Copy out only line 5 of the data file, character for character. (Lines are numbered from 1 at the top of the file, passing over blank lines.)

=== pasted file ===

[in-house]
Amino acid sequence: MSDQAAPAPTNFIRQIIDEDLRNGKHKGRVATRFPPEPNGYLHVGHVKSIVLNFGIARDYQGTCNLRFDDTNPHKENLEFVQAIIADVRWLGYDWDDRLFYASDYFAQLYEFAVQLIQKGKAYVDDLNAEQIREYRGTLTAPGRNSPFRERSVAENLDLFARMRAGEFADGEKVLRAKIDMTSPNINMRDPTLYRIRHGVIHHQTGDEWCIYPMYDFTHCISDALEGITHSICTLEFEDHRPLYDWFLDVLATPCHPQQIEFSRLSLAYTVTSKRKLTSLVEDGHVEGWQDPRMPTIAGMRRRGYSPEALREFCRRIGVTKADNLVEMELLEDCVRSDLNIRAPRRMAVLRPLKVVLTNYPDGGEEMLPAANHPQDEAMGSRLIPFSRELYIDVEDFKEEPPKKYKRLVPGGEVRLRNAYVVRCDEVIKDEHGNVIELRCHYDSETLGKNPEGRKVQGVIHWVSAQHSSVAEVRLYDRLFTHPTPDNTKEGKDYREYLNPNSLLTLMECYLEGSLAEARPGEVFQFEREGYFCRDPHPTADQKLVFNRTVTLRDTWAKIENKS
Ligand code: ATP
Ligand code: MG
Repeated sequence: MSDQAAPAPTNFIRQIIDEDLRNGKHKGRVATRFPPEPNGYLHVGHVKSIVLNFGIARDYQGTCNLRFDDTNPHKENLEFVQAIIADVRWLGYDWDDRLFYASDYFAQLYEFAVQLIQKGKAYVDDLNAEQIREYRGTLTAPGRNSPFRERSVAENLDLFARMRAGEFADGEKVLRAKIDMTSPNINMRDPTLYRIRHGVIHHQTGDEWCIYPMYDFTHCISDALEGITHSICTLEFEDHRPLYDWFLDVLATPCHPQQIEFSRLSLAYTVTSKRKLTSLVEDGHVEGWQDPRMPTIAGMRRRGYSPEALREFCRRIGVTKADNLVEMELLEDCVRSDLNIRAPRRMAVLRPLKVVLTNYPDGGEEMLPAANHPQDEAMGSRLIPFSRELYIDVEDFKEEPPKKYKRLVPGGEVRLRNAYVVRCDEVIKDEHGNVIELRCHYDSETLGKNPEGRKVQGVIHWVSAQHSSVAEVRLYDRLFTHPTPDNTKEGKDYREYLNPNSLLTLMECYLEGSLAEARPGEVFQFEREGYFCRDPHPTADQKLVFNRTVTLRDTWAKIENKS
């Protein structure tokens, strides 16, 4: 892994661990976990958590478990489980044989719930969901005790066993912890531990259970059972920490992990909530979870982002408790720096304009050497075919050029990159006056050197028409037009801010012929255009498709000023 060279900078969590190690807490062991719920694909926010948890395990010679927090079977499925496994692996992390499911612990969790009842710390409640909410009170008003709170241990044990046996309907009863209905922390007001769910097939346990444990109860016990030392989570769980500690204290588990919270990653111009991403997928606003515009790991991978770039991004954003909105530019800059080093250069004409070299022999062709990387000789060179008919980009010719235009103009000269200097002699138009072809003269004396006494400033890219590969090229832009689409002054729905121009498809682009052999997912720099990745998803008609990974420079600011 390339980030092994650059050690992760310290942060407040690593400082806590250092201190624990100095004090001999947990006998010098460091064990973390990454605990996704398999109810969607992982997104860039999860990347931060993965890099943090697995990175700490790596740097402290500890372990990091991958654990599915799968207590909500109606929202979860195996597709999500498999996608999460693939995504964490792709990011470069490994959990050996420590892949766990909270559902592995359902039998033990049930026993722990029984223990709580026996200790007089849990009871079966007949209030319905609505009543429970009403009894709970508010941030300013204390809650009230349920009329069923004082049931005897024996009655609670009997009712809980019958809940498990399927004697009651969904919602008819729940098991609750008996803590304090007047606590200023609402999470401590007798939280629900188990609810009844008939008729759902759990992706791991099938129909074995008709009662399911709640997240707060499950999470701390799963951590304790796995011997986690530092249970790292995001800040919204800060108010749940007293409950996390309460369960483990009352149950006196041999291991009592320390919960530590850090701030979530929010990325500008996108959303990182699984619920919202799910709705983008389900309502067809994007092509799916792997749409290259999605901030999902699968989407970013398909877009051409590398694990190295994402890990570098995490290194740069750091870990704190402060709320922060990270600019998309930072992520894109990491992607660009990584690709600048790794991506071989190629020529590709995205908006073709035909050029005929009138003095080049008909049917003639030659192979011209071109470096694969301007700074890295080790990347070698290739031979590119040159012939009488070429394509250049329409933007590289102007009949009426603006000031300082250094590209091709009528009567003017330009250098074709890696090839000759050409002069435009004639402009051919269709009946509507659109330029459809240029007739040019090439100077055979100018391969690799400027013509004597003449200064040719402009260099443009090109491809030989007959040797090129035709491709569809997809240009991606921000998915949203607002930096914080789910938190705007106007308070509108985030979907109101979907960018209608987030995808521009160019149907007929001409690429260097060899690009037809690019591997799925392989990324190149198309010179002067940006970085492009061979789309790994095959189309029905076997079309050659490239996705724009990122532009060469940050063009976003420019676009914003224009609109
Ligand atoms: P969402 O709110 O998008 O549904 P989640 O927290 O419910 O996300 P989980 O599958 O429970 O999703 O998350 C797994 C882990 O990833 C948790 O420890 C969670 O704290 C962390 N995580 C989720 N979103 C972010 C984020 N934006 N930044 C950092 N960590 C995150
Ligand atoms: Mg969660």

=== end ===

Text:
Repeated sequence: MSDQAAPAPTNFIRQIIDEDLRNGKHKGRVATRFPPEPNGYLHVGHVKSIVLNFGIARDYQGTCNLRFDDTNPHKENLEFVQAIIADVRWLGYDWDDRLFYASDYFAQLYEFAVQLIQKGKAYVDDLNAEQIREYRGTLTAPGRNSPFRERSVAENLDLFARMRAGEFADGEKVLRAKIDMTSPNINMRDPTLYRIRHGVIHHQTGDEWCIYPMYDFTHCISDALEGITHSICTLEFEDHRPLYDWFLDVLATPCHPQQIEFSRLSLAYTVTSKRKLTSLVEDGHVEGWQDPRMPTIAGMRRRGYSPEALREFCRRIGVTKADNLVEMELLEDCVRSDLNIRAPRRMAVLRPLKVVLTNYPDGGEEMLPAANHPQDEAMGSRLIPFSRELYIDVEDFKEEPPKKYKRLVPGGEVRLRNAYVVRCDEVIKDEHGNVIELRCHYDSETLGKNPEGRKVQGVIHWVSAQHSSVAEVRLYDRLFTHPTPDNTKEGKDYREYLNPNSLLTLMECYLEGSLAEARPGEVFQFEREGYFCRDPHPTADQKLVFNRTVTLRDTWAKIENKS